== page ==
Here're some excerpts from the article in today's Herald:
The policy is unpopular throughout the junior Coalition party for a variety of reasons but nobody wants to cause a split so close to an election.
One Nationals MP, Darren Chester, has gone public, telling Parliament yesterday that providing paid parental leave with nothing for stay-at-home mothers was discriminatory.
''It sends a message to the community that the government places more value on the offspring of working mothers than on the offspring of stay-at-home mothers,'' he said.
Mr Chester advocated a scheme in which mothers would be paid to stay at home until the child was ready for school. ''Returning to work and putting children into childcare often creates a giant money-go-round where no one is happy,'' he said.
[...] Several sources told the Herald the Nationals do not like the concept because it breaches the pledge to not increase taxes as well as offering nothing for stay-at-home mothers. There are a lot more stay-at-home mothers in the country where more families get by on single incomes.
''It's not the flavour of the month with us,'' said a senior National yesterday. Another said the party disliked the concept but considered the Rudd government a greater problem. To split publicly over the policy would hinder its goal of defeating the government, he said.
Views on paid parental leave are being vented internally as Parliament debates the Rudd government's $263 million taxpayer funded scheme. It will pay carers the minium wage of $453 a week for 18 weeks.
[...] Two National Party MPs, Kay Hull and Mr Chester, complained about the Coalition policy during Tuesday's party-room meeting, prompting Mr Abbott to declare the party had to move on from the Howard government view that mothers should stay at home with their children.
At the same meeting, Mr Abbott stressed the need for unity. In addition, the Nationals have already threatened a split on amendments to renewable energy target legislation.
In Parliament yesterday, Mr Abbott said women should not be forced to choose between career and family.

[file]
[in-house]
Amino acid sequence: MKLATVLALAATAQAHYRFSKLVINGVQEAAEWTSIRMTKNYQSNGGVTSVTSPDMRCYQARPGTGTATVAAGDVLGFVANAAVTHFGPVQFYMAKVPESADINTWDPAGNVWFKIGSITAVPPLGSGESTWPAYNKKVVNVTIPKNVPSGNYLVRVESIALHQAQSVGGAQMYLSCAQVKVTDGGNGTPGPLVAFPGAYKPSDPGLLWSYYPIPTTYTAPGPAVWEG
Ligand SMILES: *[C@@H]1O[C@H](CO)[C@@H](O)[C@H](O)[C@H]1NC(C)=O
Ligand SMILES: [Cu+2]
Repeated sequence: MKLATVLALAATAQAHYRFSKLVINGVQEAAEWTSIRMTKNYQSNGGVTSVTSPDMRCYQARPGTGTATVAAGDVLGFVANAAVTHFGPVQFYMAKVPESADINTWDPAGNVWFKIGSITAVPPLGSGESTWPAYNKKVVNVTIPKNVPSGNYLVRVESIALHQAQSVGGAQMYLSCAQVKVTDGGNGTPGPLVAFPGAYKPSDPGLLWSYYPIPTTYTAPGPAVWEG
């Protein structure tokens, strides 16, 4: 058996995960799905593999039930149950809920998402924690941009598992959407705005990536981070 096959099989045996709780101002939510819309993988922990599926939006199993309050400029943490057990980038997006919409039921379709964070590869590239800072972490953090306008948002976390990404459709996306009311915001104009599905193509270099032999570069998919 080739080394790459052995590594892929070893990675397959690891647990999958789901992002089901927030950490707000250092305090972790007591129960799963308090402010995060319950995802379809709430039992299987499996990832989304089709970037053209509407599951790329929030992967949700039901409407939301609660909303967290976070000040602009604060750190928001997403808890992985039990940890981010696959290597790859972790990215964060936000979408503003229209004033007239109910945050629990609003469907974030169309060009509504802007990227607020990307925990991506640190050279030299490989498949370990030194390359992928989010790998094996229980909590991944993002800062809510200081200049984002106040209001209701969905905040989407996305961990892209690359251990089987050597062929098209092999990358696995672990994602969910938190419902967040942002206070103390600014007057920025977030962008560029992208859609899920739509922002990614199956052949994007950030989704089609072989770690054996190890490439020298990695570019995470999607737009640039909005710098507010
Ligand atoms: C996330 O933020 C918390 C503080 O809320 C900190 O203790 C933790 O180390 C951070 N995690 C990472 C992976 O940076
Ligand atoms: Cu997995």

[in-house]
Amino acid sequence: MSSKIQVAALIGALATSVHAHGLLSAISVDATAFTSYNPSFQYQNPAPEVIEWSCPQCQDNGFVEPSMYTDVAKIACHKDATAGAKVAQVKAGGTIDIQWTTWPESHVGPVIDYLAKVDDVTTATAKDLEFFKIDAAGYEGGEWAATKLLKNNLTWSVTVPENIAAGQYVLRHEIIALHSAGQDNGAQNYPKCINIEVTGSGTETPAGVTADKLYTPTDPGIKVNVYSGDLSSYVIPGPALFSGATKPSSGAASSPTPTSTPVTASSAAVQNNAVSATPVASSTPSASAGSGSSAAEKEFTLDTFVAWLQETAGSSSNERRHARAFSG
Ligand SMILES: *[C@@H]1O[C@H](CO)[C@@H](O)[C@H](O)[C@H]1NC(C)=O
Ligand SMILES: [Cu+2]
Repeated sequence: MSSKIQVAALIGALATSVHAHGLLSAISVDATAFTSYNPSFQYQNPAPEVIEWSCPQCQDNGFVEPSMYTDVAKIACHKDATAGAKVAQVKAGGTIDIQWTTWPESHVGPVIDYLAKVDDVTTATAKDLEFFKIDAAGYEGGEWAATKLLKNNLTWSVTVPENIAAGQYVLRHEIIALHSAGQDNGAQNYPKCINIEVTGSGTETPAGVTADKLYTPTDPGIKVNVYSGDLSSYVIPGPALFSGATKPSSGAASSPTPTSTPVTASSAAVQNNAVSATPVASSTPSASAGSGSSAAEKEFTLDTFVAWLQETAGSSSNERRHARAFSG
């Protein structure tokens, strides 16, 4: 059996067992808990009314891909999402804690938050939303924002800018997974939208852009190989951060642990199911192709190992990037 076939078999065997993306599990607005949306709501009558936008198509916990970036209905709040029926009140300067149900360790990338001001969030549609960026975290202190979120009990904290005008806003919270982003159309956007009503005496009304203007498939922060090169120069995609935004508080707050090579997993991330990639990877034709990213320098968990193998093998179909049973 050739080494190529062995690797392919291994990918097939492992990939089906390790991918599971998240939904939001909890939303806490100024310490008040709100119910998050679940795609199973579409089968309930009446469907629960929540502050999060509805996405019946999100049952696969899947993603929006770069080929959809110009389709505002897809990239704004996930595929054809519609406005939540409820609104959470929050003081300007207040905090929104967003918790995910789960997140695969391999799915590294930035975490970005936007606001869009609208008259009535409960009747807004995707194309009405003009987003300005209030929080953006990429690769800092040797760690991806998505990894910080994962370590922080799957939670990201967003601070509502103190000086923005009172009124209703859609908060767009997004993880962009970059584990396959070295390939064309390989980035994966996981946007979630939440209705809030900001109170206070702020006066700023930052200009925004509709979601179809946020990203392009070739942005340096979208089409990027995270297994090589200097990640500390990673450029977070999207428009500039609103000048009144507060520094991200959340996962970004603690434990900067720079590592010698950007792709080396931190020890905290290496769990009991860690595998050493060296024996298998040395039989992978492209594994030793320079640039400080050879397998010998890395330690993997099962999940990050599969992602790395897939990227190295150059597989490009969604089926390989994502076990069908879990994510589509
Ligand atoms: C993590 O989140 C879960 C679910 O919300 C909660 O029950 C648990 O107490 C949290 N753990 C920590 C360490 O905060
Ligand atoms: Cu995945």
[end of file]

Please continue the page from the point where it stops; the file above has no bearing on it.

Mr Abbott had wanted to announce payments for stay-at-home mothers as part of his budget address-in-reply but was overruled by the shadow cabinet.
National Observer: Article on John F. Kennedy
The National Observer ("Australia's leading current affairs quarterly specialising in domestic and international politics, security-related challenges and issues of national cohesion") has been brought to my attention, and I thought I'd bring it to your attention too. It looks like a good publication. The latest issue has a review by Mr. R. J. Stove (an Australian Traditional Catholic and occasional commenter at this blog) of the book The Making of a Catholic President: Kennedy vs. Nixon 1960. Here's an excerpt:
At least Ku Kluxers avoided the responsibilities of cognitive stature. More subtle and equally obstreperous was the Protestant intellectual establishment of 1960, for which Kennedy’s presidential hopes meant a flagrant attack on the so-called "separation of church and state". Never mind that the US Constitution’s First Amendment, ostensibly guaranteeing this separation, guarantees no such thing. Never mind that outside America, Protestantism usually scorned church-state rifts (as the histories of Edinburgh, Geneva and Pretoria show). Never mind that Jefferson — usually credited with demanding "a wall of [church-state] separation" — was no Christian at all, but a crypto-Jacobin, Bible-doctoring Deist. Jefferson’s views have no more relevance to any Christian nation’s beliefs than do those of the nearest imam, bonze or lama (who, unlike Jefferson, does not claim Christological expertise). These uncomfortable data mattered nought. JFK called himself a Catholic; Catholics owed their first allegiance to a foreign power; ergo, JFK owed his first allegiance to a foreign power. On this syllogistic theme, America’s Protestant press devised seemingly inexhaustible variations, many of which displayed an obsessive terror that Kennedy, if elected, would prohibit contraceptives. (The press either did not know or did not care that every Protestant church in the world prohibited contraceptives until 1930.)